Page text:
[3.3.12] The proprietor further argued that paragraph [0054] mentions that only certain of the aforedescribed devices are coordinated by the programmed electronic processor and the skilled person would thus extract only necessary technical features for inclusion in the claim. The Board can concur with the proprietor insofar as the processor is described as coordinating the movement of certain devices. However, as regards the disclosure of the processor in paragraph [0054] onwards, this is disclosed in a structural and functional interrelation with the other features in these paragraphs such as, for example, the locking means 4 which secure the wheel rim 6 to the support plate 17 (see Fig. 3). Without the locking means securing the wheel rim, the tyre removal machine would not be successful in releasing the tyre bead and thus there is a functional interrelation between the locking means and the processor, the latter controlling the relative movement between the shaft supporting the wheel rim and the bead release discs. A disclosure of a tyre removal machine as in granted claim 11 in combination with – only – features of a programmed electronic processor is simply not part of the application as originally filed.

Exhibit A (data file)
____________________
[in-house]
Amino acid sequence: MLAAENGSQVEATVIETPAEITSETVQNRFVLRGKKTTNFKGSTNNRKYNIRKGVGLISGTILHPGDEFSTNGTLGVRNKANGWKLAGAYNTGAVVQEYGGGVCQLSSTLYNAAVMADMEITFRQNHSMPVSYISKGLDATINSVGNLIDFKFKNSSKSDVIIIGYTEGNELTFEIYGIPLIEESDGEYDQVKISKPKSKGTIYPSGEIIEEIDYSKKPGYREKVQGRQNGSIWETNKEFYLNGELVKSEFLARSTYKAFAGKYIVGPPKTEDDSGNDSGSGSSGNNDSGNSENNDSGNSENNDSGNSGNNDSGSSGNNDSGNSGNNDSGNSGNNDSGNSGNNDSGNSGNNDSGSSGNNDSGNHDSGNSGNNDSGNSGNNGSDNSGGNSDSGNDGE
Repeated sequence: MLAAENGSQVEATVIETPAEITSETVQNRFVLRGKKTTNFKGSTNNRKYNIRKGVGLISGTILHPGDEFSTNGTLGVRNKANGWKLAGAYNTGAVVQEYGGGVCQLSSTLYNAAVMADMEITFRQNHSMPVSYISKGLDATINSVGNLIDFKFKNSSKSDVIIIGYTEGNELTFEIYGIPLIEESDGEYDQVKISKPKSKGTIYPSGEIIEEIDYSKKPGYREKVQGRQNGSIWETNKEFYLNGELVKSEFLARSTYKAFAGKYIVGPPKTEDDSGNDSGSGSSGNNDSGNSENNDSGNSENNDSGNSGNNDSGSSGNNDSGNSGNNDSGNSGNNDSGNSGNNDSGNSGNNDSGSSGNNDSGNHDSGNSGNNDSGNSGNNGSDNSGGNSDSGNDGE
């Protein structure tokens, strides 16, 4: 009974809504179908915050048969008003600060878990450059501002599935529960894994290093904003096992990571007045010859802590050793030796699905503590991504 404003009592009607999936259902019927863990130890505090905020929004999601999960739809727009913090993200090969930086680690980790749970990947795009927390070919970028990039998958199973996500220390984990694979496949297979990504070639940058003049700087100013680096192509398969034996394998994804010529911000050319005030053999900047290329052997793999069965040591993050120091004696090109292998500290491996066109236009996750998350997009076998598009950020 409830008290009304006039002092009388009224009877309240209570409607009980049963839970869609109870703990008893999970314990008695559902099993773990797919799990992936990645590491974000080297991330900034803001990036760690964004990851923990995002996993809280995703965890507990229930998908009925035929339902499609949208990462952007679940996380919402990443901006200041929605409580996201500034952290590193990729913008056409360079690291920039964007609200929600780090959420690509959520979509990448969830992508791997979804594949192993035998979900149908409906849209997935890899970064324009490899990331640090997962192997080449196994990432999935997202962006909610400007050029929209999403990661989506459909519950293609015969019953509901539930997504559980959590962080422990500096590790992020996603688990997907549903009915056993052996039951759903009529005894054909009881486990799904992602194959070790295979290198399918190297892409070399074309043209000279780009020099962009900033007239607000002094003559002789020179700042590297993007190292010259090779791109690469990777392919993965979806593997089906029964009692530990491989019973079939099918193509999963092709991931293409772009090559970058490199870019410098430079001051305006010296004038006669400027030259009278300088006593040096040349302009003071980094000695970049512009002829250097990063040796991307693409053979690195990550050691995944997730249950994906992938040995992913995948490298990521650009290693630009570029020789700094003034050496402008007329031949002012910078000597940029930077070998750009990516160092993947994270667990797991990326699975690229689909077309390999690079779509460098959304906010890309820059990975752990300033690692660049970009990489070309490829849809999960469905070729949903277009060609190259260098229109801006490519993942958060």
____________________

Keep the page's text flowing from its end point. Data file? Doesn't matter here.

[3.3.13] It also cannot be accepted by the Board that when a skilled person applies common general knowledge, he would then arrive at the combination of features in claim 11 of this request. Nothing has been filed by the proprietor to support this argument, nor is any such information derivable from the application as filed. The proprietor’s argument that a skilled person would realise what elements were technically relevant to the invention when adding certain further structural features into the claim is entirely subjective when considering the content of the application as filed which does not disclose such elements (here namely the programmed electronic processor, and the rotary means comprising a shaft) in anything but a specific form in a specific context.